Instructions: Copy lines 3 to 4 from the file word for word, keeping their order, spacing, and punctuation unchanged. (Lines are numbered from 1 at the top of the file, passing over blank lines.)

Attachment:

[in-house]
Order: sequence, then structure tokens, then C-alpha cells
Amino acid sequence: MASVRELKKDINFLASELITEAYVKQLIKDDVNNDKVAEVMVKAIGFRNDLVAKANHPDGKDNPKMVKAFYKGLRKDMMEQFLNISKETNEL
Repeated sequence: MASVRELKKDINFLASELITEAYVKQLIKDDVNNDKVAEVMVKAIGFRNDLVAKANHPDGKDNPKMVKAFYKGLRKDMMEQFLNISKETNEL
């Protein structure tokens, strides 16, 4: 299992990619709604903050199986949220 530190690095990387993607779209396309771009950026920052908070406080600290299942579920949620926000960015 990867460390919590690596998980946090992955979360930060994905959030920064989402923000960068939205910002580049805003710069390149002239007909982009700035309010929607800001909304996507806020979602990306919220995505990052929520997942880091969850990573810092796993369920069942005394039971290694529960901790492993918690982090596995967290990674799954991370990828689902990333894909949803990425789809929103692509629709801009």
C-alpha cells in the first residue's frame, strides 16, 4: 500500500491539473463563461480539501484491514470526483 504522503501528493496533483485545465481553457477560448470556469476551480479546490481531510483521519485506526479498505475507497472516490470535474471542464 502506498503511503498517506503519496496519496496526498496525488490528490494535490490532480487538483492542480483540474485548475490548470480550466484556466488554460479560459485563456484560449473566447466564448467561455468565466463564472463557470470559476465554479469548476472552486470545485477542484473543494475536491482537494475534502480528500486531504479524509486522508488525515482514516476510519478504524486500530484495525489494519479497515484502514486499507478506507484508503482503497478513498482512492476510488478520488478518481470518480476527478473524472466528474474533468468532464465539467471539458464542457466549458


Amino acid sequence: MASVRELKKDINFLASELITEAYVKQLIKDDVNNDKVAEVMVKAIGFRNDLVAKANHPDGKDNPKMVKAFYKGLRKDMMEQFLNISKETNEL
Repeated sequence: MASVRELKKDINFLASELITEAYVKQLIKDDVNNDKVAEVMVKAIGFRNDLVAKANHPDGKDNPKMVKAFYKGLRKDMMEQFLNISKETNEL